Some Thoughts on Free Community College

I was sitting with my Better Half when there was an online article about President Obama’s recently announced plan for free community college tuition.  As we read the article and then followed up with other sites, the commentary flowed.  On the one hand, it can be trolled as yet another spending program with dubious results but there are some other aspects to consider.

Our conversation was framed by a discussion earlier at dinner with one of Middle’s friends, who is presently a college junior at a state university.  As he explained his course load, he commented that the very first Gen Ed class that he took on Day One was a math course, which started with the concept of counting.  Both of us looked at him and my wife stopped and asked for clarification and he confirmed that it started with simple counting before moving on to more complex topics such as addition.  This was on top of stories from others of his contemporaries, which led us to the conclusion that much of the early college course load is simply remedial and if this is indeed the case, then there is actually some value in the President’s proposal.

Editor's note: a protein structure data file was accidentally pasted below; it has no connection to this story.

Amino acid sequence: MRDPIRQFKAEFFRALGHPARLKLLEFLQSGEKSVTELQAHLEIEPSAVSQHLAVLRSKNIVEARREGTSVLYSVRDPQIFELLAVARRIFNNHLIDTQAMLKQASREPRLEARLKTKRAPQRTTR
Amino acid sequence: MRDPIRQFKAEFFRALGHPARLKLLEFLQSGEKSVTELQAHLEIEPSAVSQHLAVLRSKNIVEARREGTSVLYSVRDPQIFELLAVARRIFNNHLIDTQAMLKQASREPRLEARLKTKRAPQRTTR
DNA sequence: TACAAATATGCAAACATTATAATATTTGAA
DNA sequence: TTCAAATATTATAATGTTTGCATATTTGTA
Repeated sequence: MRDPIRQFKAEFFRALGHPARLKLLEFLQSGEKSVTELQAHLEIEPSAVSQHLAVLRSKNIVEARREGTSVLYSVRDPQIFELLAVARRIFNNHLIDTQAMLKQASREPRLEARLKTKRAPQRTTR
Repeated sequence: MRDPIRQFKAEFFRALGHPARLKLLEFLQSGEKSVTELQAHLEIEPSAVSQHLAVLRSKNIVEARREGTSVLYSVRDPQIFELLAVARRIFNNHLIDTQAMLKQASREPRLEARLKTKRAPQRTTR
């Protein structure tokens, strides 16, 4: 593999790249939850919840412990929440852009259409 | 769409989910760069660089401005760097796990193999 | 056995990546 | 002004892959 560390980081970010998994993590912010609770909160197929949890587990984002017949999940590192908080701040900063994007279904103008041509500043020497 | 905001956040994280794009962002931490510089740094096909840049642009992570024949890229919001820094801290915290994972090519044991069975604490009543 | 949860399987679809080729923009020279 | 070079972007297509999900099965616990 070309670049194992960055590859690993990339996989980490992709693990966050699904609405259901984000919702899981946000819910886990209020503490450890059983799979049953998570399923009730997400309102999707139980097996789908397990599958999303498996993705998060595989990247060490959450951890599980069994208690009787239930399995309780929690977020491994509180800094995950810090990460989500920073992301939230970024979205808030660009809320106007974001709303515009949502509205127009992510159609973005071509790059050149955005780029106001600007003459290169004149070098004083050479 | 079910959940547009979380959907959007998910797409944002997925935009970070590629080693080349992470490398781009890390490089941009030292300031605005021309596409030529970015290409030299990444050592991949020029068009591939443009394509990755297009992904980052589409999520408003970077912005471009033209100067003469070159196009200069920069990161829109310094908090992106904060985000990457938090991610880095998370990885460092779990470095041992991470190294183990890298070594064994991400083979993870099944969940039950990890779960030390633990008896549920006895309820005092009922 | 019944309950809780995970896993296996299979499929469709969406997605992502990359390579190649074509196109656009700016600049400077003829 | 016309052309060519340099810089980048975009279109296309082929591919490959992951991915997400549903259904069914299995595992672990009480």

But before that, what is the core of the proposal? When you read the brief articles – and yes, the devil is in the details – there are requirements of all parties involved for this to work.  First, the students – those who are eligible and I smell income requirements in the air – are required to maintain a GPA of 2.5 and must be in school for at least half-time.  They must also show continuing progress towards their program goal, whatever that may be.  For their own part, the community colleges will have to offer programs that are either fully transferrable to a local four-year public university or occupational training programs for which there is high demand (and oh yeah, actual job opportunities).  The government part of the deal is that the Federal Government will put up three-quarters of the money and the states will put up the other quarter of the funding; in the ideal theoretical world, the student would be able to save $3800 in tuition each year.